Backing Up Your Files

Don Trauger

Most of you have heard the term “backup”. It means to save a file or files that you
have created on your computer and store them in another area for safe keeping.
Normally when you save a file on your computer it is stored on the computer’s hard
drive. That’s fine as long the hard drive is working correctly. But what would happen
if there is a catastrophic failure of the hard drive? Not only would the computer not
start, all of your data would be gone. If you value your data (pictures, letters,
financial, etc.) you should think about backing up those files. Making a duplicate
copy of an important file and saving it on the same hard drive is NOT backing up
in the true sense. You need to store the file elsewhere.

What are your choices? There is the old reliable floppy disk. However, newer computers
don’t come with floppy drives anymore. If you have a floppy drive you can save your
data to it by clicking on “File” which is usually located in the upper left corner of
the program you are using. Click Save As and in the pop-up Save As window, click the
little down arrow in the Save in: field. Then click on 3 floppy (A:). If necessary,
give your file a name in the File name: field then click the Save button. You have
now backed up your file. Floppy disks only hold 1.44Mbs of data and you can run out
of space quickly when saving a number of pictures. A better backup device is the flash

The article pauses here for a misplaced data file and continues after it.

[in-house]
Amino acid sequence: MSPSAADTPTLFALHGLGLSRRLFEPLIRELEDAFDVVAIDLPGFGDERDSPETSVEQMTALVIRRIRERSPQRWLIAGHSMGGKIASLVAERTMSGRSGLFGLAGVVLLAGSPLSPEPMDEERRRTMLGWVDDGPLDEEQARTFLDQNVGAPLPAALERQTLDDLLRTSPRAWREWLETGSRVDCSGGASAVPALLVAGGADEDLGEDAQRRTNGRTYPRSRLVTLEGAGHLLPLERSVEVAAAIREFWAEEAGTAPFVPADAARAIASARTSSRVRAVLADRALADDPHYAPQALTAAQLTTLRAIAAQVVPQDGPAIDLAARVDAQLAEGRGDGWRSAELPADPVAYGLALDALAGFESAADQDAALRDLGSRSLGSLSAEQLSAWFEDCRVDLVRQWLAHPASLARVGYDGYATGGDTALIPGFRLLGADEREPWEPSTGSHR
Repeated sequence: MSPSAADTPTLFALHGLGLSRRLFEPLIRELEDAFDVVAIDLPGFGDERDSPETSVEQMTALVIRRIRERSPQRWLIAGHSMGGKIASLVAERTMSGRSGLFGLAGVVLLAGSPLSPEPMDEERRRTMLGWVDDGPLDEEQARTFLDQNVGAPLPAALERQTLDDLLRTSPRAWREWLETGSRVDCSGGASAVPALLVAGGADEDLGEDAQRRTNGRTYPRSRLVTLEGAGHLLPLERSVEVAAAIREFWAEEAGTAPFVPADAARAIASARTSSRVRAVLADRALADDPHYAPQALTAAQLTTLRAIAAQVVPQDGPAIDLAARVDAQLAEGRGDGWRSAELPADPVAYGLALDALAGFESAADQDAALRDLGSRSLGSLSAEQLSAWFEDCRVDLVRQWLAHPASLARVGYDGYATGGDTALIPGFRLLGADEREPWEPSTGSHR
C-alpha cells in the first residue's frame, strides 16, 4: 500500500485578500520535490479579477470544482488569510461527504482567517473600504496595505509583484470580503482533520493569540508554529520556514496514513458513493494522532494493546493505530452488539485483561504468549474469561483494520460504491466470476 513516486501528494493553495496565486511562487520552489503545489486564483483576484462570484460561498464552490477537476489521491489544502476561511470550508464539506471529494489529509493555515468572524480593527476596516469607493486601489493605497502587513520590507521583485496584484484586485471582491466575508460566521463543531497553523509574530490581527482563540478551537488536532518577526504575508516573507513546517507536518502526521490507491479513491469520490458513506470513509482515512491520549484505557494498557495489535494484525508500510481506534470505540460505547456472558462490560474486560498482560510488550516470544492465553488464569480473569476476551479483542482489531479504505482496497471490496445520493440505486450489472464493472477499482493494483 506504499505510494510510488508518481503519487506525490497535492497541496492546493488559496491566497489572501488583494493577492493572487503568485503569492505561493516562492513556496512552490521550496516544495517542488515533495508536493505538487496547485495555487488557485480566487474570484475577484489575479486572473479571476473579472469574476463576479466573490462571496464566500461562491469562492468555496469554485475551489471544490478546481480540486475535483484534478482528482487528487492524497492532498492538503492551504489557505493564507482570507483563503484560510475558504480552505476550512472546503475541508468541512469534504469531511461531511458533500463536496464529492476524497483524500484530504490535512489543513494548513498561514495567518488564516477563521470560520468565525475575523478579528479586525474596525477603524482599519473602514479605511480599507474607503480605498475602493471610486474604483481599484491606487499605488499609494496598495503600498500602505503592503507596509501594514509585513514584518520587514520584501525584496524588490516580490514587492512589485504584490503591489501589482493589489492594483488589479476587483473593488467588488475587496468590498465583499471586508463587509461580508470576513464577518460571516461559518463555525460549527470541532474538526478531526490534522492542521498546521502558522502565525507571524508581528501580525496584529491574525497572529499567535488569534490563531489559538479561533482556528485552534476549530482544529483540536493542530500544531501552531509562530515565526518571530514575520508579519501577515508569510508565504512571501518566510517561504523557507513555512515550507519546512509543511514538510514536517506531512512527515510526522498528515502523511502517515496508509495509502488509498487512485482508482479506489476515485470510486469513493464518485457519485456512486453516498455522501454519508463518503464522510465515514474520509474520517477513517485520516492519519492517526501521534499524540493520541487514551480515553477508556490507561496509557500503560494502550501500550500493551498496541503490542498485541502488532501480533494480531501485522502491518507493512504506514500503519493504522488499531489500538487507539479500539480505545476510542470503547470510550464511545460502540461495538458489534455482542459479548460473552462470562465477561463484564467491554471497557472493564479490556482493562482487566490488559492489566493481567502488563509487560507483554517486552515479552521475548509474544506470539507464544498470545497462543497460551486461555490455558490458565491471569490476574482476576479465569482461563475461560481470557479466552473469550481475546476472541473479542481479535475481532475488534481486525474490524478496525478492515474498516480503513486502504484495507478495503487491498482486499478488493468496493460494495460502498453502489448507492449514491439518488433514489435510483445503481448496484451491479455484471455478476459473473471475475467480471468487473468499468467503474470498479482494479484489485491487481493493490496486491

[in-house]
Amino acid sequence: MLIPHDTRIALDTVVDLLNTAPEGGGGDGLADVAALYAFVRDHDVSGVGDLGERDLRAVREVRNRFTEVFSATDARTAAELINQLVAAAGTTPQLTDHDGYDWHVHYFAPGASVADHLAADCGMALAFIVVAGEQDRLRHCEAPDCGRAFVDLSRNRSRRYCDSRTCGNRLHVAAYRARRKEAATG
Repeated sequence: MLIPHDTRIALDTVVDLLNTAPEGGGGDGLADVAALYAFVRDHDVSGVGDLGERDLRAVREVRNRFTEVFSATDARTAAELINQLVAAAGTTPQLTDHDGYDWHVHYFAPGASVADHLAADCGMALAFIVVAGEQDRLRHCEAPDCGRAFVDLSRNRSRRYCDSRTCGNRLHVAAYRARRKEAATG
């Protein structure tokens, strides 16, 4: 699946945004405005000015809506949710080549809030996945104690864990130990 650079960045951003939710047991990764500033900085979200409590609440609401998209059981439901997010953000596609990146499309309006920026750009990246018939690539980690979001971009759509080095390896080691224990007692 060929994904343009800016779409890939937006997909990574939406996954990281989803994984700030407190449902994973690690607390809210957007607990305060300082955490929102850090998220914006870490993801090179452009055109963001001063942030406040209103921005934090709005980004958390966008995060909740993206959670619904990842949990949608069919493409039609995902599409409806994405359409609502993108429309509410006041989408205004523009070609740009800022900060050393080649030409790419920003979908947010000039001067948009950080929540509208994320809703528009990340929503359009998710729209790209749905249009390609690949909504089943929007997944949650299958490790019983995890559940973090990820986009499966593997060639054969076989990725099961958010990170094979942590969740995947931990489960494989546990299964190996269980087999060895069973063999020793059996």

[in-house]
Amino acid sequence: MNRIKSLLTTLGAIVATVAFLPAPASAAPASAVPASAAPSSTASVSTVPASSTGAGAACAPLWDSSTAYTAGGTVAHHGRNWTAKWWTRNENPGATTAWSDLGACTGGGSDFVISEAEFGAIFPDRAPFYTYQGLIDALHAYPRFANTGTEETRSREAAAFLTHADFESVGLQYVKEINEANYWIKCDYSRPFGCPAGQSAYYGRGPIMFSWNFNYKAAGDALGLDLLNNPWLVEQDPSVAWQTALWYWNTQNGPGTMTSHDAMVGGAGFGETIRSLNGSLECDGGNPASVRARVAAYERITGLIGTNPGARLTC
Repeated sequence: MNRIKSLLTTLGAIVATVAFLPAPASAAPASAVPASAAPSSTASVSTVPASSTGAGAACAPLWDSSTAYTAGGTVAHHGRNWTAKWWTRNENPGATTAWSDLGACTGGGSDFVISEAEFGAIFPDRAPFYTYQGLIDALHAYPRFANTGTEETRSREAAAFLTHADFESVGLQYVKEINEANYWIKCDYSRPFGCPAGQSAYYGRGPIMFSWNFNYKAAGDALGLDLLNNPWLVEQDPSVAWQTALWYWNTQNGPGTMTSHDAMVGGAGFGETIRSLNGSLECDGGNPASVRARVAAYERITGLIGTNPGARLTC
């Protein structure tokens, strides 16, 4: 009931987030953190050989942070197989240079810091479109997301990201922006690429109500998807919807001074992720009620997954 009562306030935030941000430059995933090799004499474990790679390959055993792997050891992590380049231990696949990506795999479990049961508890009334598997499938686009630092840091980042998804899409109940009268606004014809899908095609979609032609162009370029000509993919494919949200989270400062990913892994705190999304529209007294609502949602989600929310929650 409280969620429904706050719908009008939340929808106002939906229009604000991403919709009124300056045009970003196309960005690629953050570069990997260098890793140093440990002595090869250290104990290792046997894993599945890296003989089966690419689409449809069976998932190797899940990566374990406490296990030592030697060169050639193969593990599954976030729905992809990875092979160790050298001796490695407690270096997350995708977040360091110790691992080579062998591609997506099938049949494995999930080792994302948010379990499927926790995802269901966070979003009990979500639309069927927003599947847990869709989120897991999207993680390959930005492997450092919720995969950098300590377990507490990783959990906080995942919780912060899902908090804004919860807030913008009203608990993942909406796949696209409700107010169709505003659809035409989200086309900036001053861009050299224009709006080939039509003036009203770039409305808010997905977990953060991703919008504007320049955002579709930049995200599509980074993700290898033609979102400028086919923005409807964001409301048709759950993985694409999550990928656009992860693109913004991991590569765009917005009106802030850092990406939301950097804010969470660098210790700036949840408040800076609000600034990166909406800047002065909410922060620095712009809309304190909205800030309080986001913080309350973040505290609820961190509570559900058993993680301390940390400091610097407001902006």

drive. This electronic device plugs into the USB port in your computer and can save
more than 5000 times the amount a floppy disk can. They come in all sizes and prices
from 512MBs up to 8GBs and higher. A typical price ranges from $10 – $30. To use just
plug into any USB port and follow the preceding instructions for the floppy. Note
however, in the Save in: field, click on the name of your Flash drive instead of the floppy (A 🙂 There’s one last easy choice and that is burning your data files to a
CD. The best way to do that is to open your CD disk burning program and choose
Create Data Disk”. Next locate your data files and add them to a list that the program
knows to burn. Although burning a disk is a little more difficult than using a floppy
or flash drive it’s a more permanent way to save your files. Flash drives can be
corrupted and floppy disks can be physically damaged from handling. CD’s can be
scratched too but they are more durable than floppies.

So far I have touched on backing up your data files. There is one other type of backup
that works by copying all of the files on your hard drive to another external hard
drive. These are usually very large capacity hard drives that again can plug into the
USB port. They come with their own software to copy the files. Prices are generally
in the $100 – $150 range. However, what I found was that the software accompanying
one particular external drive didn’t copy the Registry files from the computer’s hard
drive. This failure would be disastrous if you were trying to restore that backup to
your computer’s hard drive. I eventually found better software that would do a
complete backup. In summing up, I can only recommend this type of backup for
experienced users that can work with computers and solve potential backup problems
that may arise.

Backing up your computer’s files and answers to other computer questions can be
found by attending our PC Club meetings. They are held on the second Tuesday of each
month, upstairs in the Community Center starting at 7:00 PM.